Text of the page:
#10
    Nah. I just open a dispute and get my money back if that is the case.
     
  11. Gav2k macrumors G3

    Gav2k

    Joined:
    Jul 24, 2009
    #11
    And if it swells damaging your Macbook in the process?
     
  12. tubeexperience macrumors 68030

    Joined:
    Feb 17, 2016
    #12
    That's not something unique to non-Apple-installed battery: Apple installed battery can and do swell.

    I can't remember how many times people complained that they can't click on their touchpad and it is because Apple's installed battery swell and pushed up against the touchpad.
     
  13. Gav2k macrumors G3

    Gav2k

    Joined:
    Jul 24, 2009
    #13
    Yes but if it's the apple battery your covered to a degree with apple.
     
  14. squarebreathing macrumors member

    squarebreathing

    Joined:
    Feb 16, 2016
    Location:
    Baltimore
    #14
    Don't replace the battery yourself. Too much risk. The battery doesn't look that bad actually for almost 1000 cycles. Like I said earlier, I would invest the money into another macbook pro. Some people have a great time with macbooks lasting 5-7 years or more, but at the 3 year point and with that much usage, something else could easily wear out/break on your current system.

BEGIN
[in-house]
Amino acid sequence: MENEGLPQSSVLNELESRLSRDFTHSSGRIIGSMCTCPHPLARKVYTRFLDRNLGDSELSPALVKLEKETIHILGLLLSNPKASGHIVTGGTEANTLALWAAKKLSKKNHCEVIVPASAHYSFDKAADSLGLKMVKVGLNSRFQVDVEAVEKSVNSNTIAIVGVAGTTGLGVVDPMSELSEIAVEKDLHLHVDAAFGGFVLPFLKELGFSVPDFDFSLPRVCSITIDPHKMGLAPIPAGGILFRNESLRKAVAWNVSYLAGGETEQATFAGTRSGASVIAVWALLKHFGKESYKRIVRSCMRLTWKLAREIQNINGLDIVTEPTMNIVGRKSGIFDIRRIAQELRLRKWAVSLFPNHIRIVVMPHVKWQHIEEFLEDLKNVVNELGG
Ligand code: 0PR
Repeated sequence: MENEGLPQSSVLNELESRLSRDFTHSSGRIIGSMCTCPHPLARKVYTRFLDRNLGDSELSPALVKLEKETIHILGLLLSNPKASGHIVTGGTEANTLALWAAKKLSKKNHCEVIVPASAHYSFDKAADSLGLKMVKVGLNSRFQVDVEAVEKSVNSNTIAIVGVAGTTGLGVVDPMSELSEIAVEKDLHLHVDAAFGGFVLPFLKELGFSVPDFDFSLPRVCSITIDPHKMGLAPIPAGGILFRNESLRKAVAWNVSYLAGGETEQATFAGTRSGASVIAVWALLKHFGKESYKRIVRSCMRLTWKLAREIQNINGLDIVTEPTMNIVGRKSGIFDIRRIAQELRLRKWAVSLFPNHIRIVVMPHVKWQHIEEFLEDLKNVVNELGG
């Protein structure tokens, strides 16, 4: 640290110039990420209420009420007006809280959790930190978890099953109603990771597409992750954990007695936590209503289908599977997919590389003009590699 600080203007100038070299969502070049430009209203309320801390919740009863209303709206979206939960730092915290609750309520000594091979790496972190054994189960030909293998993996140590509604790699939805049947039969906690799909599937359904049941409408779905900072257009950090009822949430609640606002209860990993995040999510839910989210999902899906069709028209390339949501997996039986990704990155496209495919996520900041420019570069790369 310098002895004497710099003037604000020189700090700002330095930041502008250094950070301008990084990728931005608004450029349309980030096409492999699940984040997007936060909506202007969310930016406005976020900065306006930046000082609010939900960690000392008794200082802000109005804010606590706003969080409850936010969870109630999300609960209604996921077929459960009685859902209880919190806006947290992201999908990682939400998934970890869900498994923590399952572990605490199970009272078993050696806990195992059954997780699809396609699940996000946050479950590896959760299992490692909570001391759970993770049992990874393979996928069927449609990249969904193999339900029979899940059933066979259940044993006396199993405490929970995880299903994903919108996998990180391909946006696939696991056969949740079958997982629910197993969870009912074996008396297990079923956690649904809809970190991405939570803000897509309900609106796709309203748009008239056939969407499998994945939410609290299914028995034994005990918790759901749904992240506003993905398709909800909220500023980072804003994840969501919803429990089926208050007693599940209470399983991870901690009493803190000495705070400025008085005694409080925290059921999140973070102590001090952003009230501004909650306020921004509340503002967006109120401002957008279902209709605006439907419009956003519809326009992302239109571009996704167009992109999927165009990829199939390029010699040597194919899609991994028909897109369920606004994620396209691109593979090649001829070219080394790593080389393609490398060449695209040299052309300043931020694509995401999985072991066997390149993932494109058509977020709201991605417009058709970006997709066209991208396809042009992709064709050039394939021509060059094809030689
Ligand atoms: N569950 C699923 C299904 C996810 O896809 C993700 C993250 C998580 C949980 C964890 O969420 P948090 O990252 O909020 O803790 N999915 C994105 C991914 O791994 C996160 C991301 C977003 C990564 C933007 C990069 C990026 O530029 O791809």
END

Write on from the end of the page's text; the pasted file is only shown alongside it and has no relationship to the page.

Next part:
15. steve23094 macrumors 68000

    steve23094

    Joined:
    Apr 23, 2013
    #15
    Unless you have a money tree in your backyard this is crappy advice.

    Your earlier post says Consumer Reports recommends this action. It might be valid for a laptop that you paid £300 for, but not a rMBP that cost over £1000.

    If Apple made laptops that regularly only lasted three years before wearing out or breaking we would have a rather large problem on our hands, wouldn't we? I think you might have heard of it before now.
     
  16. squarebreathing macrumors member

    squarebreathing

    Joined:
    Feb 16, 2016
    Location:
    Baltimore
    #16
    If the battery were easier to replace like to older macbooks (the ones that screwed in) and if it was cheaper, I wouldn't see a problem with replacing a battery. Those models were easy to replace and cost less than $75 for the battery.

    The issue is that Apple and many other computer manufacturers have made it harder to repair their computers over the past few years. None of the current Apple laptops are really meant to be opened or repaired (besides the archaic 2013 macbook pro with the disc drive that is still offered).